“The first risk is that you’ll convert from unipolar depression to bipolar depression.

… One of the things we’ve seen with the use of the SSRIs is this incredible, extraordinary boom in bipolar diagnoses, and that is definitely tied to the widespread use of antidepressants.

Now, in kids, something like 25 to 50 percent of all kids placed on an antidepressant, who stay on that antidepressant for five years, will convert to bipolar illness. With adults, it seems like about 25 percent of long term of users that begin with a diagnosis of unipolar depression will convert to bipolar.

Bipolar used to be a fairly rare disorder but now it’s becoming much more common. Why is this so bad?

Well, when you convert from depression to bipolar, now you’re in a category where you’re often treated with a cocktail of medications including an antipsychotic medication, and long-term bipolar outcomes are really problematic in this country.

Only about 35 percent of bipolar patients are employed. So you see this risk of disability.

So my point is this, when you go on an antidepressant, you do have a risk of having a manic episode and that is a risk of becoming “a bipolar patient,” and at that moment you’re into a much more long-term problematic disorder that does not have a good outcome today.

The second real risk is that there is a lot of evidence compiling [showing] that if you stay on antidepressants for five, ten, fifteen years, there is some real worry with cognitive decline associated with that long term use.”

Most of you have probably heard that depression is due to a “chemical imbalance in your brain,” which these drugs are designed to correct.

Unfortunately for anyone who has ever swallowed this marketing ploy, this is NOT a scientific statement.

“The low serotonin theory arose because they understood how the drugs acted on the brain,” Whitaker explains.

“But it was just a hypothesis borne to try to explain why the drug might be fixing something. They investigated whether people had low serotonin…[But] in 1983, NIMH concluded that there is no evidence that there is anything wrong in the serotonergic system of depressed patients. And this was in 1983 before Prozac was released.

So there was never evidence that people with depression characteristically had low levels of serotonin.

As one doctor I interviewed about this who did some of this research said, “The serotonin theory of depression is comparable to the masturbatory theory of insanity.” It’s just not a scientific statement.”

Making matters worse, if you do not have low serotonin levels when you’re depressed, but you start taking an SSRI drug that blocks the normal reuptake of serotonin, you end up with the very physiological problem the drug is designed to treat –low serotonin levels. Which, ironically, is the state hypothesized to bring on depression in the first place.

In 1996, neuroscientist Steven Hyman, who was head of the NIMH at the time, and is today Provost of Harvard University, published the paper Initiation and Adaptation: A Paradigm for Understanding Psychotropic Drugs, in which he explains this chain of events.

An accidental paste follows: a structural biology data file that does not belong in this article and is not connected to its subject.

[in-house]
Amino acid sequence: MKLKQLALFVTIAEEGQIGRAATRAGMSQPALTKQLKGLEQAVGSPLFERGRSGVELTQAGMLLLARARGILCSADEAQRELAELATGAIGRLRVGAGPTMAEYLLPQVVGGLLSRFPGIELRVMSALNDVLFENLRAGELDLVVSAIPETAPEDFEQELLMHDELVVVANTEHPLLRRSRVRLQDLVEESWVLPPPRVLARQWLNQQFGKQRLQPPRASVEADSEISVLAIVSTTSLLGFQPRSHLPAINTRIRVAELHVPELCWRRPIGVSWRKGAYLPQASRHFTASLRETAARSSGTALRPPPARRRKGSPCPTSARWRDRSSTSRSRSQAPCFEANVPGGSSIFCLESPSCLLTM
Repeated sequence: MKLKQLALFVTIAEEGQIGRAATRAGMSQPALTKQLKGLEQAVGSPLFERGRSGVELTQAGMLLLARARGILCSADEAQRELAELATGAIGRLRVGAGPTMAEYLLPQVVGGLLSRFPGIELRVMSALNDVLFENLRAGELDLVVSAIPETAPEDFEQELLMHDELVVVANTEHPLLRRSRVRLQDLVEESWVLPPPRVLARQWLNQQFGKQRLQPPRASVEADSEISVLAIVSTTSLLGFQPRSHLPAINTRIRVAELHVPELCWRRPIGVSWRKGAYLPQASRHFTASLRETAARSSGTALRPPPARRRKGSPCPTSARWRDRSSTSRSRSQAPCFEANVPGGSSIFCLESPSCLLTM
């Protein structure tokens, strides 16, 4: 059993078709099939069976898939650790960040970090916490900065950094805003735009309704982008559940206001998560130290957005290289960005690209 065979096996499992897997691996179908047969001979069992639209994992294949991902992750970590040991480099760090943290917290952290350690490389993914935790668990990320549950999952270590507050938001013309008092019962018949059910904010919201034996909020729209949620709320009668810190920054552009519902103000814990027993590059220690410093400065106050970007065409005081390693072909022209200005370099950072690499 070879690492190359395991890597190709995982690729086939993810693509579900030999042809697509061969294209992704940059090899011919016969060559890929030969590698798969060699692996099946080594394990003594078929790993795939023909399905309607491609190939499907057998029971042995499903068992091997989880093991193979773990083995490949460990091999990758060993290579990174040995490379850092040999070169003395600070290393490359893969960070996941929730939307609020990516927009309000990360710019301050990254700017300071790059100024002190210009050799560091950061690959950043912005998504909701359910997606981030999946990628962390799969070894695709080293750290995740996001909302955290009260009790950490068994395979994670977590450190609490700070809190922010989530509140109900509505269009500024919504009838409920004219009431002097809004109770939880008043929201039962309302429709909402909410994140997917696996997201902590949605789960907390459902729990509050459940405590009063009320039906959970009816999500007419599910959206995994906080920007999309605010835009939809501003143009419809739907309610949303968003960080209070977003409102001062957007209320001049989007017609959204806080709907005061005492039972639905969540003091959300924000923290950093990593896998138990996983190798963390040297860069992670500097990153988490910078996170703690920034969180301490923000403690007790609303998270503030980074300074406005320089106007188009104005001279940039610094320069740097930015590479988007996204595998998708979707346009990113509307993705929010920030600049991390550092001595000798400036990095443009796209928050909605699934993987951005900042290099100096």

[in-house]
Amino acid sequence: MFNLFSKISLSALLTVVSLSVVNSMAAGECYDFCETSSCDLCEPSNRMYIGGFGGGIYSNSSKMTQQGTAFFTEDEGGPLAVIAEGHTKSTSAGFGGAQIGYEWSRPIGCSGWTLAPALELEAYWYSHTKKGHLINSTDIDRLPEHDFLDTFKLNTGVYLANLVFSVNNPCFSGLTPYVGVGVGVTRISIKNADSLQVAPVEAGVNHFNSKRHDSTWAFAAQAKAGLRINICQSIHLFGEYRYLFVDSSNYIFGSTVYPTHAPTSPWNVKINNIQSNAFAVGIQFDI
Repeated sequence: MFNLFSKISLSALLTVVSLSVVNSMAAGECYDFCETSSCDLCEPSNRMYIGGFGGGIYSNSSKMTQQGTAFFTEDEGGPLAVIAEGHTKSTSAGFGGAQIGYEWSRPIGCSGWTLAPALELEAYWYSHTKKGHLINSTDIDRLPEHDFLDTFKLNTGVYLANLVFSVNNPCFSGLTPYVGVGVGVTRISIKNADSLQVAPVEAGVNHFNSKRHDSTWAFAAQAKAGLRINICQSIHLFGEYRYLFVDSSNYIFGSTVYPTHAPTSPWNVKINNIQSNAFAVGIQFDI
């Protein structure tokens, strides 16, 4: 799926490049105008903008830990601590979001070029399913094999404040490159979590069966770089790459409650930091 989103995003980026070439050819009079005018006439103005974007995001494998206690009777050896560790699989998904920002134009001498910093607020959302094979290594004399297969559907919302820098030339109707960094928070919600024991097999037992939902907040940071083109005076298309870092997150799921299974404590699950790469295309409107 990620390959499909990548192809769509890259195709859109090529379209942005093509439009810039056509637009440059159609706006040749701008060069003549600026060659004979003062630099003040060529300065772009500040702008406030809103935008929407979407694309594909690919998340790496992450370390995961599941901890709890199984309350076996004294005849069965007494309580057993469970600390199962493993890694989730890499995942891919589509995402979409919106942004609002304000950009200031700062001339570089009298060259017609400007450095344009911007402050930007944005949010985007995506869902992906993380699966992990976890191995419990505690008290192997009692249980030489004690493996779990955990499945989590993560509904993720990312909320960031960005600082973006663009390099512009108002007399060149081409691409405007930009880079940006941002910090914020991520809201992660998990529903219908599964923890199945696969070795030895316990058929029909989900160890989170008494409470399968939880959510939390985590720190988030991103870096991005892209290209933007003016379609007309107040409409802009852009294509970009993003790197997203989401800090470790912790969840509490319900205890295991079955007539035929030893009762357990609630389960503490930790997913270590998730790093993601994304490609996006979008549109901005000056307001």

According to Dr. Hyman, once your brain has undergone these compensatory adaptations to the drug, your brain operates in a manner that is “both qualitatively and quantitatively different than normal.”

“So these are not normalizing agents, from a scientific point of view,” Whitaker says.

Really they are abnormalizing agents, and once you understand that, you can understand why maybe they might provoke a manic episode; why they might be associated with sexual dysfunction or violence, acathisia, etcetera.

It’s because they in fact are abnormalizing agents.”

Whitaker discusses numerous other areas of confusion and shares many additional facts about the treatments for depression in this interview, so please, if you or anyone you know suffers from depression, do listen to the entire interview, or read through the transcript.

This is vital information that could very well save your life, or the life of someone close to your heart.

Finding an effective treatment for depression is not something to approach lightly, and having the facts about what actually works, and what doesn’t, is imperative.

In addition, below you will find the four cornerstones of healthy living that would be part of any successful treatment plan.

Address your stress -- Depression is a very serious condition, however it is not a “disease.” Rather, it’s a sign that your body and your life are out of balance.

This is so important to remember, because as soon as you start to view depression as an “illness,” you think you need to take a drug to fix it. In reality, all you need to do is return balance to your life, and one of the key ways to doing this is addressing stress.

Meditation or yoga can help. Sometimes all you need to do is get outside for a walk. But in addition to that, I also recommend using a system that can help you address emotional issues that you may not even be consciously aware of. For this, my favorite isEmotional Freedom Technique (EFT). However, if you have depression or serious stress, I believe it would be best to consult with a mental health professional who is also an EFT practitioner to guide you.

Eat a healthy diet -- Another factor that cannot be overlooked is your diet. Foods have an immense impact on your mood and ability to cope and be happy, and eating whole foods as described in my nutrition plan will best support your mental health. Avoiding sugar and grains will help normalize your insulin and leptin levels, which is another powerful tool in addressing depression.

Support optimal brain functioning with essential fats -- I also strongly recommend supplementing your diet with a high-quality, animal-based omega-3 fat, like krill oil. This may be the single most important nutrient to battle depression.

Get plenty of sunshine – Making sure you’re getting enough sunlight exposure to have healthy vitamin D levels is also a crucial factor in treating depression or keeping it at bay. One previous study found that people with the lowest levels of vitamin D were 11 times more prone to be depressed than those who had normal levels. Vitamin D deficiency is actually more the norm than the exception, and has previously been implicated in both psychiatric and neurological disorders.

How Effective are Antidepressants in the Short- and Long-Term?